• “But a policy of coercively preventing exchanges that help someone (the doctor, at least!) but harm no one is flatly unjust. Which leads to the conclusion that the attempt to prevent some inequalities in the provision health care is ruled out by the requirements of justice.”

    WTF does that even mean? You need to get out in the real world, young man, and stop thinking and start doing something… anything… useful to society.

  • CraigMcGillivary

    I think you are basically right at least given your assumptions about how the health care market works. Most people on the left tend to think that European stile health care systems work better than America’s and this is really at the heart of the matter. There are different forms this argument takes, but I think Yglesias makes a good point about blood letting and health care markets has a lot of merit. Also its really difficult to have a properly regulated health insurance market and if you can’t make the market work there is going to be a tendency to want to have the government replace it.

  • JB_Shotworth

    I’d prefer the PC model of medicine. In 1977 the cheap Apple IIe cost $4000.00 in today’s dollars; laptops which are better in all regards cost as little as $300.00 today. The government was and is much less intrusive in that market than in health care. The rich/savvy are the early adopters/Guinea pigs who make the market work. Everyone else follows. Nobody has to use guns to divide the pie when new pies are being baked that quickly.

    Even laymen could list several government policies that jack up the price of health care today, but social-dems insist that what we have is free-market health care. When government restrictions and meddling in health care approach what we have in the PC market, we can start calling it that.

    If you don’t know anything about Minute Clinics, Zenni Optical, or PHRs, then you have no idea how many health problems could be taken care of immediately if social-dems were interested in improving medicine instead of enforcing impossible equality.

    • fredrik

      1) A primary driver of both the rising quality and falling prices of computers is Moore’s Law. There is nothing remotely close to Moore’s Law in medicine.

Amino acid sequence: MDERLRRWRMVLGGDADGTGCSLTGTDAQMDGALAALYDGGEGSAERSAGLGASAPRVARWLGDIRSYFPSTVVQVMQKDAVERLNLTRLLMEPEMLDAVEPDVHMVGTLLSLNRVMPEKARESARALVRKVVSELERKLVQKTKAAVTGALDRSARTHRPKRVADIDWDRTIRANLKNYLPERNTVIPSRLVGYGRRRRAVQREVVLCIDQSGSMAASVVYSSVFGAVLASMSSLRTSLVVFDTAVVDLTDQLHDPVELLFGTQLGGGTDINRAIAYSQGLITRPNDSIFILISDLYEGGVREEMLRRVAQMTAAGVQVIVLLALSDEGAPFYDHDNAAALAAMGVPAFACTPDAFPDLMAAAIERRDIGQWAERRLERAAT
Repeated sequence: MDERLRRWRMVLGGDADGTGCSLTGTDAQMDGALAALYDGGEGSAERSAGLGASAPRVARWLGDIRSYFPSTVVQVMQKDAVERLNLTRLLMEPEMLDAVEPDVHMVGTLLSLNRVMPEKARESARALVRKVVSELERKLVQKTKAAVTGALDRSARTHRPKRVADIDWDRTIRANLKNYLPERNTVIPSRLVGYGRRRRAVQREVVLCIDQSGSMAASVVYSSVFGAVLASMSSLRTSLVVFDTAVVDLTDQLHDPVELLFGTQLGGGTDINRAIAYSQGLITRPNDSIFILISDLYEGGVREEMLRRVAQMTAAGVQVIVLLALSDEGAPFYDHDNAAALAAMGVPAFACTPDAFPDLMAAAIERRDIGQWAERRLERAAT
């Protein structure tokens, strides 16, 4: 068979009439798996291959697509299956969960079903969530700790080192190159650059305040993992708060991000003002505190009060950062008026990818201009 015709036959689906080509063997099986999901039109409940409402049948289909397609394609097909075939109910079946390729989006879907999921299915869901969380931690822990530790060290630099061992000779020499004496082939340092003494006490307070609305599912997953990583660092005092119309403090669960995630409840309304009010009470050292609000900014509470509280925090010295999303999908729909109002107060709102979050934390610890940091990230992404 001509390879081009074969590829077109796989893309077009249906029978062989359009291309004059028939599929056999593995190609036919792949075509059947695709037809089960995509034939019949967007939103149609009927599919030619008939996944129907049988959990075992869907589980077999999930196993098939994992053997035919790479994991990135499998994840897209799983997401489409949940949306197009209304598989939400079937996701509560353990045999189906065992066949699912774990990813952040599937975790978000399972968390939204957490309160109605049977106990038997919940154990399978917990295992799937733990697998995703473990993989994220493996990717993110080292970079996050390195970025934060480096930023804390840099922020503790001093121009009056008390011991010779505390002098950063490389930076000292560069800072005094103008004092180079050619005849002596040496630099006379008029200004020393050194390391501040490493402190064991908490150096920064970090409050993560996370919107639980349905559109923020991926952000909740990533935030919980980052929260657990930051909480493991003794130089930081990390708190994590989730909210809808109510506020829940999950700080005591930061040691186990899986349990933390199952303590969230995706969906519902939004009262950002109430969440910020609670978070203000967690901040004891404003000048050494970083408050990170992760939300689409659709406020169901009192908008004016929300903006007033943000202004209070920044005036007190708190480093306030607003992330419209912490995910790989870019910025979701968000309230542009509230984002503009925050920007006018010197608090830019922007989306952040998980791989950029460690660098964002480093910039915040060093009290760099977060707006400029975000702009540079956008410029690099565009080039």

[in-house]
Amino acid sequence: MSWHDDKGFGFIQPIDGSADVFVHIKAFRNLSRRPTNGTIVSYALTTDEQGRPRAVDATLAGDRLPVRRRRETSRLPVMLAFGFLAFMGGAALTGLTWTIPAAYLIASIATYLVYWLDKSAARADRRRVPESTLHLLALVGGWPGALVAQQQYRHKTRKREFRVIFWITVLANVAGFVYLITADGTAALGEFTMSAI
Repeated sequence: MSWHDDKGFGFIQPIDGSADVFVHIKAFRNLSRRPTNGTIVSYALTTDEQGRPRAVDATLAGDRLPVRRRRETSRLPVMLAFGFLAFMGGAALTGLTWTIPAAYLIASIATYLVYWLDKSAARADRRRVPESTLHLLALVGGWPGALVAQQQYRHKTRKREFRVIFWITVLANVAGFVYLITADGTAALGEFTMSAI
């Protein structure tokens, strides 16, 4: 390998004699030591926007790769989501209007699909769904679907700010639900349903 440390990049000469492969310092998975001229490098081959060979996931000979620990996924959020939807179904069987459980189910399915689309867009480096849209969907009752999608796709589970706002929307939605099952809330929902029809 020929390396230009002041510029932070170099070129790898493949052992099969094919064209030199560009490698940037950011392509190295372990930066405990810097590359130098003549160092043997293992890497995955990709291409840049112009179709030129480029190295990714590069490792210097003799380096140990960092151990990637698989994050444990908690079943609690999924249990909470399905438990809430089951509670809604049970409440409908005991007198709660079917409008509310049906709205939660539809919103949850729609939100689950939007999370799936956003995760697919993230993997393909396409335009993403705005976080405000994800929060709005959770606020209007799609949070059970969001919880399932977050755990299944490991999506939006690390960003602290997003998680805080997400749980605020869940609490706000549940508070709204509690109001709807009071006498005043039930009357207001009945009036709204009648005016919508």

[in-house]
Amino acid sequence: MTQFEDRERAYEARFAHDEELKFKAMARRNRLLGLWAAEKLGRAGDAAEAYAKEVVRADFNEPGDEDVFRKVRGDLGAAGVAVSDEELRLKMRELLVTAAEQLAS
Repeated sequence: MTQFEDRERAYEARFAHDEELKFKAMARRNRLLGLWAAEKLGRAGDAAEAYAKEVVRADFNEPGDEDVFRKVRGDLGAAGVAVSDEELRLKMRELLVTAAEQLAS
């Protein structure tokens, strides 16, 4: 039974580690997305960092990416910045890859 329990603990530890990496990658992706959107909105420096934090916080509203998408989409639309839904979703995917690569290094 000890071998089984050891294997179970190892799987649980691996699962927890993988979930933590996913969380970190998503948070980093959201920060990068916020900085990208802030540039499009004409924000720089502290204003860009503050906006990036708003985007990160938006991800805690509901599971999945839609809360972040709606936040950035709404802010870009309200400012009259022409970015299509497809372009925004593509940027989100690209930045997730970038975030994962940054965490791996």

2) Early adoption in medicine leads to rising prices, not falling prices. The rich like spending tons of money on their health care… the savvy may be changing their tune, but verrrry slowly.

      3) It is not difficult for a consumer to gauge the functional quality of a computer. It is more or less impossible for a consumer to gauge the efficacy of various medical treatments; even consulting studies gives you out-of-date and incomplete information. Medicine is more of a black box than computing.

      4) It was decades before most Americans could afford computers. Is your contention that the poor, sick & disabled should simply hang out until the health care market finds them to be attractive buyers, years down the line?

      Are Minute Clinics a good thing? Sure. Would things be better if the employer tax exemption was rescinded, and consumers had a clearer sense of what their health care cost them? Absolutely. But your analogy is nonsensical. To pretend that health care lends itself neatly to market solutions is to ignore, well, just about every salient detail of health care. This is not a simple problem.

  • Chris Shearer

    “A primary driver of both the rising quality and falling prices of computers is Moore’s Law. There is nothing remotely close to Moore’s Law in medicine.”

    I’m not so sure about that. Mid-70’s Heart disease care consisted of blood pressure meds, somewhat effective meds for cholesterol and open heart surgery
    Mid-80’s newer, more effective meds for cholesterol (HMG- CoA redu. inhib), catheter-based procedures (angioplasty), ACE inhibitors for heart failure
    Mid 90’s thrombolytics for acute MI, cardiac stenting
    Mid ’00’s – new anti-platelet drugs, rapid MI diagnostics leading to rapid cath and stent

    We’ve seen dramatic decreases in heart disease death rates but I don’t believe we seen coincident decrease in cost.

    so technology has made “it” better and faster but not cheaper?

    • fredrik

      “so technology has made “it” better and faster but not cheaper?”

      Some health measures, like cardiac care, have gotten better over time… many haven’t, and not many have gotten cheaper. Moreover, improved health care has the additional complication of longer lives leading to more health measures per person; that’s a good thing, obviously, but it makes things more expensive. The longer we live, the more likely we are to run into cancer at some point, and there aren’t many cheap ways to deal with cancer. It’s more like going from a $4000 Apple IIe to a $4000 laptop that’s more likely to need replacing in the near future. Better computer, but the cost problem is worse than before.

      Of course, Will’s original post is about health care, not medicine, so this is all sort of beside the point. But health care does not lend itself to easy analogies. Better computers do not force you to buy more computers — you can not negotiate better prices on food simply by joining collectives with your follow consumers. Both Will and JB are pretending that health care is a discrete economic product so they can bluster about markets. I’d like to think that at least Will knows better.

      • JB_Shotworth

        “The longer we live, the more likely we are to run into cancer at some point, and there aren’t many cheap ways to deal with cancer.”

        You don’t know whether this is about to change. T. Colin Campbell has done fascinating work on this and cancer wouldn’t be the first intractable seeming malady that someone just up and cured. You’re assuming a lot.